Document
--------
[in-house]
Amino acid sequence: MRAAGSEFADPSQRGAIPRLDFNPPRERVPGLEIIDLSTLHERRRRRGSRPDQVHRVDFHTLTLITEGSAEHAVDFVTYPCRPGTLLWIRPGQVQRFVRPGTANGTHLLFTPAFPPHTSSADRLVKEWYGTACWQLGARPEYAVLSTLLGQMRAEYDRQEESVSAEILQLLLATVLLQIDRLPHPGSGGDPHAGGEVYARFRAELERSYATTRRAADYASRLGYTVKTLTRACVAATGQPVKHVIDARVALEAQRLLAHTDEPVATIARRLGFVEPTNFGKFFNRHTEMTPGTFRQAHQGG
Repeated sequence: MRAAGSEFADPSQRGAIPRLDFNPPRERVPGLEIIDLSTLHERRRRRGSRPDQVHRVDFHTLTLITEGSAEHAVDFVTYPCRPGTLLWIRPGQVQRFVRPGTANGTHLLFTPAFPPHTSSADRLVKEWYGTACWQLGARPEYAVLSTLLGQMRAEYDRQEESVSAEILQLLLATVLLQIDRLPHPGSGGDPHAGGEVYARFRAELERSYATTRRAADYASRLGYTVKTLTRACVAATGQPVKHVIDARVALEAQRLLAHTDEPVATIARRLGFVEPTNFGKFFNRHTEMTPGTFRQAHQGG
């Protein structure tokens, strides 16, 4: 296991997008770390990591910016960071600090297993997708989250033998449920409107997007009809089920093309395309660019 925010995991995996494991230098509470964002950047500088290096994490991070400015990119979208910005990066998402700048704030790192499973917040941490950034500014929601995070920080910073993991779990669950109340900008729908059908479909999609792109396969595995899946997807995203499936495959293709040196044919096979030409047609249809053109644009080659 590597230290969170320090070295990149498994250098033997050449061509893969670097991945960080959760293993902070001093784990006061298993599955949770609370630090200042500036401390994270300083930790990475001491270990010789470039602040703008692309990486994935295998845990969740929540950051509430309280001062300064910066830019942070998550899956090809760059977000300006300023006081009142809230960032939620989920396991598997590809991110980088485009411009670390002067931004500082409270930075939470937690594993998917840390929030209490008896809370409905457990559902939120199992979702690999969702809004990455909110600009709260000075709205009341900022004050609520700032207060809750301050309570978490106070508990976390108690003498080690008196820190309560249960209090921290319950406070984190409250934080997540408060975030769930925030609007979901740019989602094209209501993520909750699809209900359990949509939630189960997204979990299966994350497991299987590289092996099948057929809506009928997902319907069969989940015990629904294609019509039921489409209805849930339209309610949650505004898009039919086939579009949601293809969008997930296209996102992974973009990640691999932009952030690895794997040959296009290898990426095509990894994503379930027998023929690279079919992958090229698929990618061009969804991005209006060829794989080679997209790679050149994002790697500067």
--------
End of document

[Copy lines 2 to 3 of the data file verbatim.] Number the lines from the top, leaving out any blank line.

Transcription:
Amino acid sequence: MRAAGSEFADPSQRGAIPRLDFNPPRERVPGLEIIDLSTLHERRRRRGSRPDQVHRVDFHTLTLITEGSAEHAVDFVTYPCRPGTLLWIRPGQVQRFVRPGTANGTHLLFTPAFPPHTSSADRLVKEWYGTACWQLGARPEYAVLSTLLGQMRAEYDRQEESVSAEILQLLLATVLLQIDRLPHPGSGGDPHAGGEVYARFRAELERSYATTRRAADYASRLGYTVKTLTRACVAATGQPVKHVIDARVALEAQRLLAHTDEPVATIARRLGFVEPTNFGKFFNRHTEMTPGTFRQAHQGG
Repeated sequence: MRAAGSEFADPSQRGAIPRLDFNPPRERVPGLEIIDLSTLHERRRRRGSRPDQVHRVDFHTLTLITEGSAEHAVDFVTYPCRPGTLLWIRPGQVQRFVRPGTANGTHLLFTPAFPPHTSSADRLVKEWYGTACWQLGARPEYAVLSTLLGQMRAEYDRQEESVSAEILQLLLATVLLQIDRLPHPGSGGDPHAGGEVYARFRAELERSYATTRRAADYASRLGYTVKTLTRACVAATGQPVKHVIDARVALEAQRLLAHTDEPVATIARRLGFVEPTNFGKFFNRHTEMTPGTFRQAHQGG